Museum the New Llano Colony



James Osborne "Jim" Skinner

Birth: He was born in 1904 at Iowa.   

Family Information: Son of Mrs. Will Anna Skinner.

Nephew of Ed Hiatt.  

Description:  

Pre-Colony History: In 1910 he was living with his parents and brother in Okmulgee, Oklahmoa.

In 1920 he was living in Waco, Texas with his parents and two boarders.

In 1930 he was living with his mother and one boarder in Los Angeles, California and working as a packer at a glass factory.

He and his mother arrived in the colony -- from Los Angeles, California -- some time before June 1931.  

Home in Colony: He was living at the Gila location in 1934.   

Job in Colony: In September 1931 he and his uncle, Ed Hiatt, went to Hot Springs for a fortnight to recuperate. In their absence, Ross Brannon, assisted by Bill Tuber, was cultivating the orchard. In October 1931 the two had returned and were once again busy in the orchard.

In February 1932 the orchard was "looking fine" due to good work being done by Hiatt, Skinner, Dore and Jaufroid.

In December 1932 he and Harry Nesnow were seen carrying huge forks to the threshing lot, where they turned some peanut hay that had been drenched during recent rains.

In November 1933 he was living at the Gila, New Mexico location and had become a general teamster, hauling anything there was to haul.

In December 1933, still at Gila, he, Goodwin, Kennedy and Frank Plaga harvested turnips -- three wagon loads in all. Also, he and Frank were doing fall plowing.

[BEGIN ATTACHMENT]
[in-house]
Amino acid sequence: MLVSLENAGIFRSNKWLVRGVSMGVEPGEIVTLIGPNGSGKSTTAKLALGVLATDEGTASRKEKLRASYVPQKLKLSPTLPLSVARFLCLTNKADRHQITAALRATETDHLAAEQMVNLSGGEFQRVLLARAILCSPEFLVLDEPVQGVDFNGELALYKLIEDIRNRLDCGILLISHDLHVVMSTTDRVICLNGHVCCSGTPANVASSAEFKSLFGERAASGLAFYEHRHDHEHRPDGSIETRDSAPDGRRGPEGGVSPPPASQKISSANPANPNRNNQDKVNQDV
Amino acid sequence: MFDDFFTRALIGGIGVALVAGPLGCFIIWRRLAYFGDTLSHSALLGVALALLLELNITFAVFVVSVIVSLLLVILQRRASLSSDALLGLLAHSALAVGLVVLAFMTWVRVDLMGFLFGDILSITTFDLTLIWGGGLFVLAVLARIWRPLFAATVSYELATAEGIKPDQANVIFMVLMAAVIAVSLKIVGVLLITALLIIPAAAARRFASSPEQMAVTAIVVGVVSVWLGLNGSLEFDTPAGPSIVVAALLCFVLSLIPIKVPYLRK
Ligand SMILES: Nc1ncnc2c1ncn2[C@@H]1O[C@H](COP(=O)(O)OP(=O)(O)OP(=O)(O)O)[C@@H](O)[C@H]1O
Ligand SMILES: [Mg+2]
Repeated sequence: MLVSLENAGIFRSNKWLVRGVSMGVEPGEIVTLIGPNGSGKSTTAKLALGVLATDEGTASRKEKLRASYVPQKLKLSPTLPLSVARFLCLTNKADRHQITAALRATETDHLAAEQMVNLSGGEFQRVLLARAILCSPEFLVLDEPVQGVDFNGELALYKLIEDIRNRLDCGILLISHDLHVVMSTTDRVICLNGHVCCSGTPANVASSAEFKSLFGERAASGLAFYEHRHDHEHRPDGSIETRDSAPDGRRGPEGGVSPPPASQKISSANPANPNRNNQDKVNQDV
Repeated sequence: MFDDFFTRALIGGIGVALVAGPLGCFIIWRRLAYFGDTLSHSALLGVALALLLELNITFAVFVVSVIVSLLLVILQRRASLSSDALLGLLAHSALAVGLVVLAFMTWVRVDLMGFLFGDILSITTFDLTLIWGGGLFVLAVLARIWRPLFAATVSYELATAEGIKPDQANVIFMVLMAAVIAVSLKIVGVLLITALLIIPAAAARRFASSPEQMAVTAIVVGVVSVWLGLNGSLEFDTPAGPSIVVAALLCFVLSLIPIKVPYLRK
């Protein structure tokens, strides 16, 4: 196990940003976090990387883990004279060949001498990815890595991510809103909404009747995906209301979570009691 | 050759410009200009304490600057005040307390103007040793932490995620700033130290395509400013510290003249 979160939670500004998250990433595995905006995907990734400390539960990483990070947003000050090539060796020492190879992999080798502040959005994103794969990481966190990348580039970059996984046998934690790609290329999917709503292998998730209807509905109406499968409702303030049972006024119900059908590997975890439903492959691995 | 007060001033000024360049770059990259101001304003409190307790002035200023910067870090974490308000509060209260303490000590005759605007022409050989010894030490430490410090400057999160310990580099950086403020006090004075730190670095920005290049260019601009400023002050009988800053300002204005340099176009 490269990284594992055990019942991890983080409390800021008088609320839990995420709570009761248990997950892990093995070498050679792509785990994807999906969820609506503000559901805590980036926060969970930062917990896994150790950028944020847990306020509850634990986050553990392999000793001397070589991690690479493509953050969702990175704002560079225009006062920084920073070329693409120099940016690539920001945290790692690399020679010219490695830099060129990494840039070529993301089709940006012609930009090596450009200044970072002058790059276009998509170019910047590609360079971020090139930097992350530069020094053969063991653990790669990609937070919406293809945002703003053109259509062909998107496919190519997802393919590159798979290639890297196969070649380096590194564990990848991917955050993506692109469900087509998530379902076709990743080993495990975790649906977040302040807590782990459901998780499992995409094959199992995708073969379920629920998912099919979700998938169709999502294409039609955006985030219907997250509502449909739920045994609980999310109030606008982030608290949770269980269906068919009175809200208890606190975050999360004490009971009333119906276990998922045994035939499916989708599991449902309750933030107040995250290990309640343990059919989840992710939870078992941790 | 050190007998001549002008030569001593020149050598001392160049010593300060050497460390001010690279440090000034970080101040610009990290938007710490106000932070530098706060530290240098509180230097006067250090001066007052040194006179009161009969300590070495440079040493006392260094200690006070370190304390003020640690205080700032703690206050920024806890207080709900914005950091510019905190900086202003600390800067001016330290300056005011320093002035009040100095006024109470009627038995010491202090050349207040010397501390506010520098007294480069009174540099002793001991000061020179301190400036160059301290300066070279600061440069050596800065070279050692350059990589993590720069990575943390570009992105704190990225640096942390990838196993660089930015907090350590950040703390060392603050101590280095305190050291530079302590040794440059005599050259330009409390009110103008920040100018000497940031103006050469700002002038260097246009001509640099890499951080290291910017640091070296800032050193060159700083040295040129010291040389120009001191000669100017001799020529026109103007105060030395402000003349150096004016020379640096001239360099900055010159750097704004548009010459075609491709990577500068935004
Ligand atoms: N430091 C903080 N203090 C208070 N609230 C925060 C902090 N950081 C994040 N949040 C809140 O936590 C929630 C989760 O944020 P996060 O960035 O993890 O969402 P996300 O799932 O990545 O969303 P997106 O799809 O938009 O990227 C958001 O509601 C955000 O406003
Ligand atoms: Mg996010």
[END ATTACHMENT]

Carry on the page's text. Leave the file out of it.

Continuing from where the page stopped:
In March 1934 he, the official bronc trainer, had six head of them hitched to a 20-foot land leveler, and was raising one heck of a fog.

In April 1934 he helped Harry Morgan prepare land for planting more potatoes (they had planted a ton the week prior) at the Gila location. Later that month he returned to New Llano to pick up a truckload of furniture and the Shoemaker boys.  

Other Info: In 1932 he, along with many other colonists, signed a protest against colonists E.G. Webb and Walter Groth remaining in the colony "to save them".

In April 1934 he spoke at the Psychological Meeting, giving one of the best and most interesting reports on the Gila, New Mexico unit colonists had so far received.

Post-Colony History: In 1940 he was living in Los Angeles, California and boarding with the Guy Robison family while he worked as a ware selector in the glass container industry.  

Death: He died in 1982 at Los Angeles, California.  

Sources: US Census: 1910, 1920, 1930, 1940; "Llano Colonist": June 6, 1931, September 5, 1931, October 3, 1931, February 27, 1932, August 6, 1932, December 10, 1932, November 11, 1933, December 2, 1933, March 31, 1934, April 14, 1934, April 21, 1934, May 5, 1934; California Death Index  

 

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